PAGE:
A career in classical music

 3 April 2012

Classical singer Lizzie Byrne's career has seen her performing with small opera companies and contemporary music groups. She also works on teaching and vocal training.

Elizabeth Byrne is a classical singer and teacher.
Elizabeth Byrne is a classical singer and teacher.

Lizzie also founded Salon Entertainment, which combines lavish period drama with the passion of live opera. 

Working in music education

Lizzie’s educational work is divided between Cambridge and Royal Holloway, where she teaches students on classical music degrees who have chosen to study Performance.

“I love influencing how young singers progress, broadening their knowledge of and interest in the repertoire."

She also undertakes training for singers who work in musical theatre and the West End, a wholly different discipline.

"I like to have that variation and work in the two very divergent styles. It’s one of the few positive aspects of being self-employed: it’s allowed me to do what I like.

"I don’t want to do five days a week in one place, so I do one day here and two days there. I have a studio that I teach privately in one day a week, I also teach at home.

“So there’s a huge element of flexibility in any given week. It means that, if some other project comes up, I can rearrange my teaching around it."

Starting out as a singer

Lizzie studied as an undergraduate on the highly-regarded music course at the University of East Anglia in Norwich. "I knew I wanted to sing, but I didn’t have much idea of what would be available to me at the time.

"Soon after I graduated, I got an opportunity to work with a contemporary group. I also started singing freelance with small chamber choirs, as well as the odd bit here and there of solo work."

It is important to become part of the classical network as a young singer. "If you audition, say, for one of the church choirs in London, you get on to the circuit. There is a central list of names and addresses that choirs will use when they need people.

“From that, you will meet what are known as ‘fixers’, whose job is to fix up, in the sense of constructing, other choirs to fill particular requirements.”

"You must have excellent sight-reading, and a fair knowledge of the repertoire that you’re singing.

“It’s a world in which one needs to be braced for a daunting amount of rejection, which in turn requires correspondingly tireless efforts at self-promotion.

"Possibly the reason I haven’t continued to sing as much as I might have liked is that you’ve got to be constantly on it: phoning agents, phoning casting directors, auditioning, pushing yourself. It’s a hugely competitive business.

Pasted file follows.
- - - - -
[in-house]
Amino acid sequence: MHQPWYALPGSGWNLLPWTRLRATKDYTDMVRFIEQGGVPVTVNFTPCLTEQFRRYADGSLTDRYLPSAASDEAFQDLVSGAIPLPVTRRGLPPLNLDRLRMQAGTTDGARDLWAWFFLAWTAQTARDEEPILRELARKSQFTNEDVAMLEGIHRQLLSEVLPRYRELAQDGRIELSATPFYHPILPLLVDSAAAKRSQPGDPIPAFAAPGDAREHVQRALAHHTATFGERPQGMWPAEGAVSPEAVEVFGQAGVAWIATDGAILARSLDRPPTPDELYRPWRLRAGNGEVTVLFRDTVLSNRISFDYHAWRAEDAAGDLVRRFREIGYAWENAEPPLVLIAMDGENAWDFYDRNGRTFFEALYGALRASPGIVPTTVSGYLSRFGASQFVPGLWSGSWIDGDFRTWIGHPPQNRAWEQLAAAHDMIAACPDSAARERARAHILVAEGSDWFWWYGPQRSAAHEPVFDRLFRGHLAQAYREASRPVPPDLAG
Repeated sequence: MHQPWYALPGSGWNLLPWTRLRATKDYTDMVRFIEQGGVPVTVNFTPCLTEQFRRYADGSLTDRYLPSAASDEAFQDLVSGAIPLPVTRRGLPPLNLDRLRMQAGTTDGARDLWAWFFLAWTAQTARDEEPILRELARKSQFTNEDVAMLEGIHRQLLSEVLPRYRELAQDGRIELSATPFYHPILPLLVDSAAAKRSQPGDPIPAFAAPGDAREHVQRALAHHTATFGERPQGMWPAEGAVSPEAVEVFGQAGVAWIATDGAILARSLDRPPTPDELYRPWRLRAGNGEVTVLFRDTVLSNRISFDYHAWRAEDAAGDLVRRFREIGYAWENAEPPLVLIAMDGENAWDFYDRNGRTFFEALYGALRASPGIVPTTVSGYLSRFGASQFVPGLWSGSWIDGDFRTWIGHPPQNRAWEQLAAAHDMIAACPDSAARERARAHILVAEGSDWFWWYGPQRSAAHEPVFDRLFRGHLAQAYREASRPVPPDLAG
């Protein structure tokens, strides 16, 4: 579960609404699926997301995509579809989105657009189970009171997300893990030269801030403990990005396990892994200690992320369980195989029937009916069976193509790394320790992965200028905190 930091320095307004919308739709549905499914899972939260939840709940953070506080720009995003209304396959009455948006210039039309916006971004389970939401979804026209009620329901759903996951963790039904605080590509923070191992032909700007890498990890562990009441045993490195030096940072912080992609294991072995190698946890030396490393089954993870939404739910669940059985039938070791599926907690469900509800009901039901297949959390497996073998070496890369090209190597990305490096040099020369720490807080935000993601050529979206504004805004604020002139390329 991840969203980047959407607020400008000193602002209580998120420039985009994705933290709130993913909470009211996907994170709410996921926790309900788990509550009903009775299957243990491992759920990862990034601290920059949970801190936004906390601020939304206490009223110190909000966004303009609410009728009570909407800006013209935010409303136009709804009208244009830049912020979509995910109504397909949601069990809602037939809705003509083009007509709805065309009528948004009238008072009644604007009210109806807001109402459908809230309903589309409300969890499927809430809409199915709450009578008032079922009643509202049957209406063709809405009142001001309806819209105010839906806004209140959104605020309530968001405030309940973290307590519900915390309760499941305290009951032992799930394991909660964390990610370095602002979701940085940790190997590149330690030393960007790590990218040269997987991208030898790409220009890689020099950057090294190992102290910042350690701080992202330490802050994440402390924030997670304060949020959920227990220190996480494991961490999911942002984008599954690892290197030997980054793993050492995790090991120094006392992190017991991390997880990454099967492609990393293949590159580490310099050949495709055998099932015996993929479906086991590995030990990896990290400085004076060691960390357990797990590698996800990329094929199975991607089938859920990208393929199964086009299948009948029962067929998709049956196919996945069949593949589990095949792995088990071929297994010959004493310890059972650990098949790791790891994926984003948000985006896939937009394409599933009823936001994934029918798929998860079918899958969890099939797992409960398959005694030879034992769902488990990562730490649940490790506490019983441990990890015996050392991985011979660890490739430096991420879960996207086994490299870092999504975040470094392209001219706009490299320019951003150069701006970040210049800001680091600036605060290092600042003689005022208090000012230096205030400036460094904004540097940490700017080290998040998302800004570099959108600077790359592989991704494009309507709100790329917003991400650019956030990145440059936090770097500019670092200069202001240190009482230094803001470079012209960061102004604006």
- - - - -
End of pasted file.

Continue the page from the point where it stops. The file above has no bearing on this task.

"You can go and audition for one role and find there are hundreds of sopranos going after it. A DVD showreel with extracts from your performances, or at least video clips on your website, have turned out to be invaluable advertising tools for today’s aspirants."

Choosing a career in music

Despite the competitiveness of singing, Lizzie feels that standards of musicianship are generally not as high as in her own formative days. She sees a tendency in higher education for a disproportionately greater intake of singers than of instrumentalists.

"You’ve got to be constantly on it: phoning agents, casting directors, auditioning, pushing yourself. It’s a hugely competitive business."

“It’s good that singing is still very popular, but I worry that many students have an unrealistic expectation of what they can achieve with their resources, in terms of the standard you have to achieve and the amount of work you have to do.

“Even then, it isn’t wholly about your innate ability. It’s also about your personality, how much drive and pushiness and confidence you have.”

A singer’s career is greatly helped by being aware of the various communities into which the classical world divides.

"Choral music, early music, contemporary music, opera, session work, extra chorus work – all have their own networks. You have to find a way into knowing what’s going on, if only because auditions are relatively rarely advertised."

Coaching other signers

Teaching was something Byrne began in her late twenties, to fill a sudden gap that arose when she had just finished a major tour.

No particular qualification for one-to-one tuition is mandatory, although having a music degree or diploma (and grades in piano and singing) are indispensable. Taking classwork in education does require a PGCE.

Not many singers like to teach, but Lizzie finds it deeply rewarding. “I love being instrumental in influencing how young singers progress, broadening their knowledge of and interest in the repertoire.

“It’s great to see them wake up to what they can do, dealing with the changes in their voices, developing a particular style, even though not that many will get the chance to go on to be soloists.

"You have to remember that when people turn up for a lesson, they’re naturally quite vulnerable. They’re baring themselves to a stranger, in a way, and so they need to be able to trust you."


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